*Very* Thin Pan F -- Help

Discussion in 'B&W: Film, Paper, Chemistry' started by bvy, Sep 9, 2013.

  1. bvy

    bvy Subscriber

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    My first film processing disaster occurred last evening. The negative was very thin -- almost clear at first glance. Some frames are featureless or blank. This was a roll of fresh Ilford Pan F that I shot in my Yashica T5 (same as the T4 Super) between April and July of this year. I developed in Perceptol 1+1 at 68F for 15 minutes, with ten seconds of agitation (inversion) every minute. I used 300ml working solution in my two-reel Paterson tank. The top reel was left empty. Then stop (1 min.), fix (5 min.), rinse, and Photoflo -- the usual routine.

    The exposed leader of the film developed black, as I would expect. It's the darkest part of the whole strip. The factory edge markings, however, are very faint, which I found odd.

    This was my first experience with Perceptol. I mixed the stock solution over the weekend and "proofed" it with a 2-inch-square piece of litho film I exposed in my Holga. I developed that by inspection in 60ml of 1+1 for 3 minutes, and the frame came out very contrasty as I would expect. So I think the developer is okay.

    That leaves the camera. I shot in a variety of conditions, but mostly in daylight and indoors with flash. The roll I shot previously in that camera (in March) was Superia 1600, which came out fine. If the camera couldn't read the DX for some reason (and I inspected that -- the contacts were clean), it would default to 100. But I'm seeing more than one stop underexposure.

    An interesting optical phenomenon: If I hold the film strip at an angle to the light, I can easily see positive images. And, very strangely, some of the frames reveal a lot of detail, everywhere in the frame, when viewed like this. But I think it's illusory.

    I'll scan the film this evening, but I don't have high expectations. Very disappointing, as I had shots from my boys' graduation party and other commencement activities. Not that I put all my eggs in this one basket, but still... Any ideas what could have gone wrong?
     
  2. Michael W

    Michael W Member

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    Pan F edge markings are always faint. The rest I can't explain, however I have found Pan F to be an odd film, had more problems with it than any other film so I don't use it anymore. Presumably a lot of people have good results with it however.
     
  3. John Wiegerink

    John Wiegerink Member

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    PanF is one of these films that you either love or you don't. I can't say I love it really, but I do like it a lot. I had similar problems with PanF and could not seem to get my exposure right as all negs on a roll seemed thin. Then I'd try a roll again and I'd have more contrasty dense negs than I wanted. It wasn't until I did some reading(not smart enough to figure it out on my own) that I found out the latent image holding ability of PanF sucks. If you expose the film and then let it lay around for a year or so you won't be very happy with the results. That's why I had problems. I would always have it in an old second body to use for just certain things and the times between exposure and development were very long. The funny thing is I have used very outdated PanF film and found it to be no problem, but exposed it's different. It's still a film with that certain "look" that I like. As for Perceptol? I like my PanF in Perceptol 1+3 and it works just perfect. I get fairly close to box speed, excellent sharpness and good contrast range. Just my 2 cents..............JohnW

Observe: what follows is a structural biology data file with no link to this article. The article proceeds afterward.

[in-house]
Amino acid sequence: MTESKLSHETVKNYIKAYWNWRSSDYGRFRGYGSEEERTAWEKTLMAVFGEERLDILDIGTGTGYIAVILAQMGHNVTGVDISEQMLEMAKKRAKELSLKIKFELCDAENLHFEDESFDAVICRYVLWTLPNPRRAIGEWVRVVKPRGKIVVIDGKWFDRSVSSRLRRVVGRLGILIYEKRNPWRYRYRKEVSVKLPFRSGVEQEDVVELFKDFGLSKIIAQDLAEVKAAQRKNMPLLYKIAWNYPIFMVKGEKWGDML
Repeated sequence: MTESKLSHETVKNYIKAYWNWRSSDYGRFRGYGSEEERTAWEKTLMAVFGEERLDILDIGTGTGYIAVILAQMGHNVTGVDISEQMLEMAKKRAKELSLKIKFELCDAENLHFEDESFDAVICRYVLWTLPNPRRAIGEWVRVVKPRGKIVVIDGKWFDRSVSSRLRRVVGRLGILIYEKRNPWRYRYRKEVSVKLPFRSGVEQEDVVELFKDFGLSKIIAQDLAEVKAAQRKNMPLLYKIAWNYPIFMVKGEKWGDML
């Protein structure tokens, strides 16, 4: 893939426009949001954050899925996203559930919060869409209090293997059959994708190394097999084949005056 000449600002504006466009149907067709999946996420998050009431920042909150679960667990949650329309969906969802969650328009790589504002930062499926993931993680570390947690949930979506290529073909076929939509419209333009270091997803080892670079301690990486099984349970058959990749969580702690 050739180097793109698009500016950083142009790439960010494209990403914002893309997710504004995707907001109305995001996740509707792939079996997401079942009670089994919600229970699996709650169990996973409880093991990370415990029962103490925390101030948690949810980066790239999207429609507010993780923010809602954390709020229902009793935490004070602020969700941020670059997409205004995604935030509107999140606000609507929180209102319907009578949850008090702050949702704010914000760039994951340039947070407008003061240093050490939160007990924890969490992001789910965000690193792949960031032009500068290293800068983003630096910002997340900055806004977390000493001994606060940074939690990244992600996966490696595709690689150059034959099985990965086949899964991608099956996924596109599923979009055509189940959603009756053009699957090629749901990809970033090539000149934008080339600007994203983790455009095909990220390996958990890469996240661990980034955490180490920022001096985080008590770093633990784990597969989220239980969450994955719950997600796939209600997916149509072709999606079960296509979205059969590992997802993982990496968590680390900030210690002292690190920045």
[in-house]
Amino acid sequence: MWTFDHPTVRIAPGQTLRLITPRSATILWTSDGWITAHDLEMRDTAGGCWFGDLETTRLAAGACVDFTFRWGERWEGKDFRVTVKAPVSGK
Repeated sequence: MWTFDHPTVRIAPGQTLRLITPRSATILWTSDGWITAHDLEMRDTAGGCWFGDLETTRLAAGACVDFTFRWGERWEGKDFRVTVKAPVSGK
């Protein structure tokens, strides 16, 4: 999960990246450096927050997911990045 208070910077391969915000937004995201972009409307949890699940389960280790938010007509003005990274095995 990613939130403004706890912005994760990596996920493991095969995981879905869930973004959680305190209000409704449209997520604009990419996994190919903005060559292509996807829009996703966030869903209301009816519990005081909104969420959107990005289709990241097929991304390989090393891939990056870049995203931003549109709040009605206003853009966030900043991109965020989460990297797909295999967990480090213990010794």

4. pentaxuser

    pentaxuser Subscriber

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    Your post covers all the "faults " I can think of except maybe exposure. So I'd look at shutter and aperture. You've even covered ISO settings. I'd forget about processing or developer or PanF itself being the problem.

    Most frustrating - I sympathise - but cannot really offer an explanation

    pentaxuser
     
  5. Thomas Bertilsson

    Thomas Bertilsson Subscriber

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    Try exposing a roll at EI 25.

    Develop it immediately after you're done shooting, or as soon as is practically possible. The longer you wait, the more prone to problems it seems Pan-F+ is.



     
  6. John Wiegerink

    John Wiegerink Member

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    I should have added that I would look into the film canister or DX code contacts in the camera(if it has them) as a possible cause. Many cameras will default to ISO/ASA 100 if there is no DX code on the canister. My speed for PanF in Perceptol 1+3 is ISO 32 and ISO 50 is max, but useable. I personally think DX coding was a step backwards in cameras, but that's just me and I'm from the old school anyway. JohnW
     
  7. jeffreyg

    jeffreyg Subscriber